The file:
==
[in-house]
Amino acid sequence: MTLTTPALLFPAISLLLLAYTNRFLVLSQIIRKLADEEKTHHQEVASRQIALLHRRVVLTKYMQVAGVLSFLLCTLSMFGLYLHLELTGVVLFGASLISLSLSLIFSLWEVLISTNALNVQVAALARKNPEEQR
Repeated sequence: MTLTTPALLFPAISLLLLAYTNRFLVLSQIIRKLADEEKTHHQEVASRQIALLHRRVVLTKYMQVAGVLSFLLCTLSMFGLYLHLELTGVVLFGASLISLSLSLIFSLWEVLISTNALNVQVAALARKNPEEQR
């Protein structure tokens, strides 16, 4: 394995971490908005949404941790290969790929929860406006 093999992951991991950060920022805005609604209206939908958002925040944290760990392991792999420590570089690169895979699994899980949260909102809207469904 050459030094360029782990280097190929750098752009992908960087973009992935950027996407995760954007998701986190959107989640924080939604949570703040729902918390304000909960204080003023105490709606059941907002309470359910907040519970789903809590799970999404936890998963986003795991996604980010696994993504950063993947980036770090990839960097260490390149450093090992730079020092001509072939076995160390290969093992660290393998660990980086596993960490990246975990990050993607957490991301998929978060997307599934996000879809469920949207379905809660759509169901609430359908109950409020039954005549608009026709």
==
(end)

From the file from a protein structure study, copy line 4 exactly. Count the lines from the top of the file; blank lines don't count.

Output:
């Protein structure tokens, strides 16, 4: 394995971490908005949404941790290969790929929860406006 093999992951991991950060920022805005609604209206939908958002925040944290760990392991792999420590570089690169895979699994899980949260909102809207469904 050459030094360029782990280097190929750098752009992908960087973009992935950027996407995760954007998701986190959107989640924080939604949570703040729902918390304000909960204080003023105490709606059941907002309470359910907040519970789903809590799970999404936890998963986003795991996604980010696994993504950063993947980036770090990839960097260490390149450093090992730079020092001509072939076995160390290969093992660290393998660990980086596993960490990246975990990050993607957490991301998929978060997307599934996000879809469920949207379905809660759509169901609430359908109950409020039954005549608009026709």